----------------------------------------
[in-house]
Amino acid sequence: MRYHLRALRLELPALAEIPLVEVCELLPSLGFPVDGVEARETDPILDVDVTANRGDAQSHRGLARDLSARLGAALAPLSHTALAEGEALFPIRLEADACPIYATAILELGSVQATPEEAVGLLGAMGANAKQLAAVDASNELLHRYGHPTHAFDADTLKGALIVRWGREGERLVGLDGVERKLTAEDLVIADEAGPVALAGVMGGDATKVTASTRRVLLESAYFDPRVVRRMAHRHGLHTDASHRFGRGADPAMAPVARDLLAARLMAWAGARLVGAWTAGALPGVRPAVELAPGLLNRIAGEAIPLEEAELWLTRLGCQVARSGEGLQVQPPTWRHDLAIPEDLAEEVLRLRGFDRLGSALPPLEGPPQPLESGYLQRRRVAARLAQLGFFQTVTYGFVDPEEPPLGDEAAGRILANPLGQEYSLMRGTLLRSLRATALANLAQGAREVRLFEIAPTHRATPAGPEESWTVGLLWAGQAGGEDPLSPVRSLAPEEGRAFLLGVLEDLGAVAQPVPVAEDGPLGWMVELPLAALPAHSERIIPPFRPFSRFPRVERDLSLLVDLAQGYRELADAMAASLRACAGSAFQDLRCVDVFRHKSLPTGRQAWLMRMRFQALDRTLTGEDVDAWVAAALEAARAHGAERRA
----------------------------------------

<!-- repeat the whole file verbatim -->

[in-house]
Amino acid sequence: MRYHLRALRLELPALAEIPLVEVCELLPSLGFPVDGVEARETDPILDVDVTANRGDAQSHRGLARDLSARLGAALAPLSHTALAEGEALFPIRLEADACPIYATAILELGSVQATPEEAVGLLGAMGANAKQLAAVDASNELLHRYGHPTHAFDADTLKGALIVRWGREGERLVGLDGVERKLTAEDLVIADEAGPVALAGVMGGDATKVTASTRRVLLESAYFDPRVVRRMAHRHGLHTDASHRFGRGADPAMAPVARDLLAARLMAWAGARLVGAWTAGALPGVRPAVELAPGLLNRIAGEAIPLEEAELWLTRLGCQVARSGEGLQVQPPTWRHDLAIPEDLAEEVLRLRGFDRLGSALPPLEGPPQPLESGYLQRRRVAARLAQLGFFQTVTYGFVDPEEPPLGDEAAGRILANPLGQEYSLMRGTLLRSLRATALANLAQGAREVRLFEIAPTHRATPAGPEESWTVGLLWAGQAGGEDPLSPVRSLAPEEGRAFLLGVLEDLGAVAQPVPVAEDGPLGWMVELPLAALPAHSERIIPPFRPFSRFPRVERDLSLLVDLAQGYRELADAMAASLRACAGSAFQDLRCVDVFRHKSLPTGRQAWLMRMRFQALDRTLTGEDVDAWVAAALEAARAHGAERRA